Johnny Morgan | 6/17/2019 4:39:08 PM
(06/17/19) BATON ROUGE, La. — A nutritionist with the LSU AgCenter School of Nutrition and Food Sciences has joined forces with the University of Florida Institute of Food and Agricultural Sciences to improve nutrition for Haitian citizens.
Elizabeth Gollub, AgCenter nutrition specialist, recently returned from a week in the island nation, where she provided training on the health benefits and preparation of Asian spinach.
“Our program was designed to encourage women and children to consume Asian spinach; to improve their intake of key nutrients,” Gollub said.
The nutrition education component was developed as a training module to be implemented in conjunction with the introduction of Asian spinach seed and planting instruction to augment household or neighborhood gardens or farms, she said.
Issues and products associated with nutrient content and storage of rice, corn, beans and peanuts were also covered.
The training was part of the year-four module of a five-year United States Agency for International Development grant.
“We held three training sessions that targeted female farmers and gardeners recruited through local cooperatives,” she said.
The nutrition education module and the impact of the training were evaluated for content comprehension and presentation suitability and will be evaluated for behavior change.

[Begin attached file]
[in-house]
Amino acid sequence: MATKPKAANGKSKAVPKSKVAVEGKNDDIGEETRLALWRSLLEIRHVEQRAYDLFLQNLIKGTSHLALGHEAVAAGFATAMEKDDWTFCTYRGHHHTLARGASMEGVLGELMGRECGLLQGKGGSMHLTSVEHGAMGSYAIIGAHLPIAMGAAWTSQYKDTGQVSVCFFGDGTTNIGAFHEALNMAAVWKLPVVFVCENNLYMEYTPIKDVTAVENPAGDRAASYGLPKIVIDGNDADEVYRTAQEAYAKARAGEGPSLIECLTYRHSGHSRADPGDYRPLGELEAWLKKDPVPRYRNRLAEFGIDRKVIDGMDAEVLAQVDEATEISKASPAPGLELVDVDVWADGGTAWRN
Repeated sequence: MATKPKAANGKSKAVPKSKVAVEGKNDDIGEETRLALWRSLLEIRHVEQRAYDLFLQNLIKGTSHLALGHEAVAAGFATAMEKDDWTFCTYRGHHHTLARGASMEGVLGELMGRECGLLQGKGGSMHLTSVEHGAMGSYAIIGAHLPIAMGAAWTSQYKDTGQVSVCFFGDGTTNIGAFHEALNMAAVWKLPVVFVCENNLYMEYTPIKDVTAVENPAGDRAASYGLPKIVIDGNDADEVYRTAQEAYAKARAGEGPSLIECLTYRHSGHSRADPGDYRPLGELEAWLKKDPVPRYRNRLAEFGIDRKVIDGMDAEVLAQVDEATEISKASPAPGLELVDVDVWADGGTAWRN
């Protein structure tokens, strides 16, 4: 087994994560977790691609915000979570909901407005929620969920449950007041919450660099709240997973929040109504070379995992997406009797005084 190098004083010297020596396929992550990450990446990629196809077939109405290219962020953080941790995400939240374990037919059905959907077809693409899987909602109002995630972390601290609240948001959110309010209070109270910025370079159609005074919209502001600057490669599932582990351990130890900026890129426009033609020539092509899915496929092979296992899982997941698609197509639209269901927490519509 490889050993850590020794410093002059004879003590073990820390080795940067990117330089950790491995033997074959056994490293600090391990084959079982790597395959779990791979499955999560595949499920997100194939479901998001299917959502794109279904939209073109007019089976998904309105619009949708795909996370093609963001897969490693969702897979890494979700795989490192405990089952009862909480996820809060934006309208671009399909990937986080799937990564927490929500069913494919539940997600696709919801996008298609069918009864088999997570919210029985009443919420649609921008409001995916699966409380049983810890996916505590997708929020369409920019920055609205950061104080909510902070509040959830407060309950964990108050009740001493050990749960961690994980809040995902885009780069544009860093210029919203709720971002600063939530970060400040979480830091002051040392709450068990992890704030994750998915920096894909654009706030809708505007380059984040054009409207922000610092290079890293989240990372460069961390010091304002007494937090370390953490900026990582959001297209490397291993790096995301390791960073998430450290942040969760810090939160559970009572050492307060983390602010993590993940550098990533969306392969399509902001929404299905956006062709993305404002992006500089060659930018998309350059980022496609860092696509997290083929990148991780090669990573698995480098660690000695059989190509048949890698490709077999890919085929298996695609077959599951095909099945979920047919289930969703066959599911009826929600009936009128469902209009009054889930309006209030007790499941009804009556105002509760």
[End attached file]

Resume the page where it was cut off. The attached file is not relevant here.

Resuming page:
“If results are encouraging, the module will be refined to reflect evaluation findings, and this approach will be applied to other communities and other vegetables in 2020, which will be the fifth year of the project,” Gollub said.
The purpose of the training module was to familiarize the women farmers with Asian spinach as an easy- to-prepare, palatable vegetable that could be added to meals to provide key health-promoting nutrients.
“The goal of the training is to motivate the consumption of Asian spinach among this group of women and their children,” she said.
Topics covered during the training included nutrient content of vegetables, the relationship of nutrients to growth and health and the relevance to children and to self.
Asian spinach is known to be a particularly good source of vitamin C, vitamin A, calcium, potassium, folate and a variety of other compounds with antioxidant activity.
It is also a reasonably good source of iron, potassium and several B vitamins.
“The underlying message will be the importance of these nutrients to growth, development and a robust immune system, especially in children and women of childbearing age,” she said.
Gollub plans to return to Haiti in six months to do additional training with the female farmers.
Haitian female farmers and gardeners pick Asian spinach as part of a United States Agency for International Development grant to improve nutrition in that country. LSU AgCenter nutrition specialist Elizabeth Gollub recently spent a week in Haiti teaching nutrition courses. Photo provided by Elizabeth Gollub/LSU AgCenter